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Pulling sense out of the wasteful
Boondoggle

Pulling sense out of the wasteful

Sudhirendar Sharma
Travel offer the thrills of impromptu encounters and the pleasures of unpredictability, provided one is ready for it.Boondoggles got me thinking That the book was less about the idiosyncratic views of the noted British poet, painter and print-maker but more on the curious adventures of a Canadian professor from his extensive travels, which accrued to him on being a scholar on the noted genius, eased my task of engaging with the book. For the raconteur extraordinaire Jerry Bentley, boondoggle meant being paid for doing something which he wanted to do anyway. Lady luck played generous on him!

Sudhirendar Sharma

Travels offer the thrills of impromptu encounters and the pleasures of unpredictability, provided one is ready for such forays. Jerry was undoubtedly ready, armed with the talent of creating research pretexts to travel to the far corners of the globe. Converting such travels into smart writing is no less challenging; the reader must find the mosaic of personal experiences and encounters engagingly relatable. After all, it is not the stating of simple facts but what the reader can make out of it. Boondoggles is an edited volume of the diary entries of the travels of a restless professor by his daughters, Sarah and Julia, who found a reflection of beauty and empathy in their parents approach to life worth sharing.
Jerry helps the reader go back in time, from the 1950’s to the 80’s, when most of his travels were made. The world may have dramatically transformed over a short time, though. Back in the 50s, Jerry could not share a room with his wife Beth, both in Brussels and in Paris, as her maiden name was not matching in the passport. What’s more, getting the front desk at the hotels to read the amendment at the back of the passport was futile. Unlucky has a subjective connotation, as relationships between couples, straight or otherwise, draw multiple meanings today.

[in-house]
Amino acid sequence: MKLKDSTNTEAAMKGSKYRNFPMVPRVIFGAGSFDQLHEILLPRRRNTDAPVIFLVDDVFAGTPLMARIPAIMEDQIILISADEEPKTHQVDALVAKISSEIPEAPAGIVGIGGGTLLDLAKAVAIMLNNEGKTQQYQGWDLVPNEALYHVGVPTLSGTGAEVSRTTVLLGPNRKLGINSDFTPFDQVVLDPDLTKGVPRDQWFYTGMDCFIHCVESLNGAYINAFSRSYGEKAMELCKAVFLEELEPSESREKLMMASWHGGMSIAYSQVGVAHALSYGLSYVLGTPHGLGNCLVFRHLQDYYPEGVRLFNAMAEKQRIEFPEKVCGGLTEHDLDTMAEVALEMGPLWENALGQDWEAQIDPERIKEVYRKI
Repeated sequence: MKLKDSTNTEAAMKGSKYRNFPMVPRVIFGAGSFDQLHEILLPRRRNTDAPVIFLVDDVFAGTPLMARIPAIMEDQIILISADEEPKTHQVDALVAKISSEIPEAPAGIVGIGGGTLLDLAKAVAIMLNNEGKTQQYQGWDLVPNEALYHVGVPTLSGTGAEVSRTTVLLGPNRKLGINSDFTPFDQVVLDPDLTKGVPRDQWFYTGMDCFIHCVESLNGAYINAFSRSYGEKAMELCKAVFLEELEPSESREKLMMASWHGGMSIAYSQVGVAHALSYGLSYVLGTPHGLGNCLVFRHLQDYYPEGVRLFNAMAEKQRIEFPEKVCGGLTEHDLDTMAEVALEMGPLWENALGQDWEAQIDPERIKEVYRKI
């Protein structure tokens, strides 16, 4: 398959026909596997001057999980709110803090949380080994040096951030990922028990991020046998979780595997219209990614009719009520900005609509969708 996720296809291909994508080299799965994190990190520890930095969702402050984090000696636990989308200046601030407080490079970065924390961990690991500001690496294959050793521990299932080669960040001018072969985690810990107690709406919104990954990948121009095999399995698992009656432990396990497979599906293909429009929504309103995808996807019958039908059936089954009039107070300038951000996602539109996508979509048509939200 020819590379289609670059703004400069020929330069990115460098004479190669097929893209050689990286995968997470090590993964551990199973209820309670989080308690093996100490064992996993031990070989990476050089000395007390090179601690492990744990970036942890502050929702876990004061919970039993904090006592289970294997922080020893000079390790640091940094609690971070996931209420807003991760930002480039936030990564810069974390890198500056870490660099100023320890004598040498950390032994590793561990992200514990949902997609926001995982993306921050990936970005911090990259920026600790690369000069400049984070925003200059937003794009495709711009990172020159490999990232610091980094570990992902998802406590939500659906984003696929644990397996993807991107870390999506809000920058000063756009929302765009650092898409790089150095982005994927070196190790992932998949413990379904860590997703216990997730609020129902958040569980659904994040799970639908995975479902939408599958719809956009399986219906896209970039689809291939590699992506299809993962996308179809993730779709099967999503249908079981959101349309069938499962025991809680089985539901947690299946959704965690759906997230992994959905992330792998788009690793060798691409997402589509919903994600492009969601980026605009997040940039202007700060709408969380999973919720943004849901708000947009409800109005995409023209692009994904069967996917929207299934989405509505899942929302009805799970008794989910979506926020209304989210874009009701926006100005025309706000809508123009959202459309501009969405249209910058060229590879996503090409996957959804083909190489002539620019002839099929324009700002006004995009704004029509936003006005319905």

Boondoggles give the reader the liberty to read the book in parts, as countries offer distinct social and cultural underpinnings to reflect upon. It is partly a book of adventure as the author traveled across continents with his young family in tow. To learn from a bear-researcher in Norway the art of coming out unscathed from wild bear encounters is gut-wrenching but educative. The book has lots on offer even on countries that a reader might have been to, as Jerry noted: ‘joy comes not from the fact but what you make of it’.
Perhaps what makes this book different from other travel writings of the kind is its treatment of the situations and encounters, swinging between plain anecdotes and curious reflections. That goes to its advantage too, as a reader can find quite a bit enmeshed between lines. Among many, I was particularly intrigued by Jerry’s interpretation on the versatility of how a lungi is worn in southern India. It is not without reason that it is worn floor-length, knee-length, thigh-length or even shorter. Could it be a kind of emotional flag, flying at half mast or full-mast, reflective of its wearer’s mood? Amusingly, it could be anybody’s guess!
Boondoggles makes for interesting reading, reflective, amusing and educative. However, the shorter boondoggles could have been excluded, and the academic endeavors held back for another volume. It would have made Boondoggles a slimmer book with diverse flavors.
Boondoggles: Travels of a Restless Professor
by G E Bentley, Jr.
Friesen Press, Canada
Extent: 297, Price: $ 17.63.
(Sudhirendar Sharma is a writer on development issues based in New Delhi, India)

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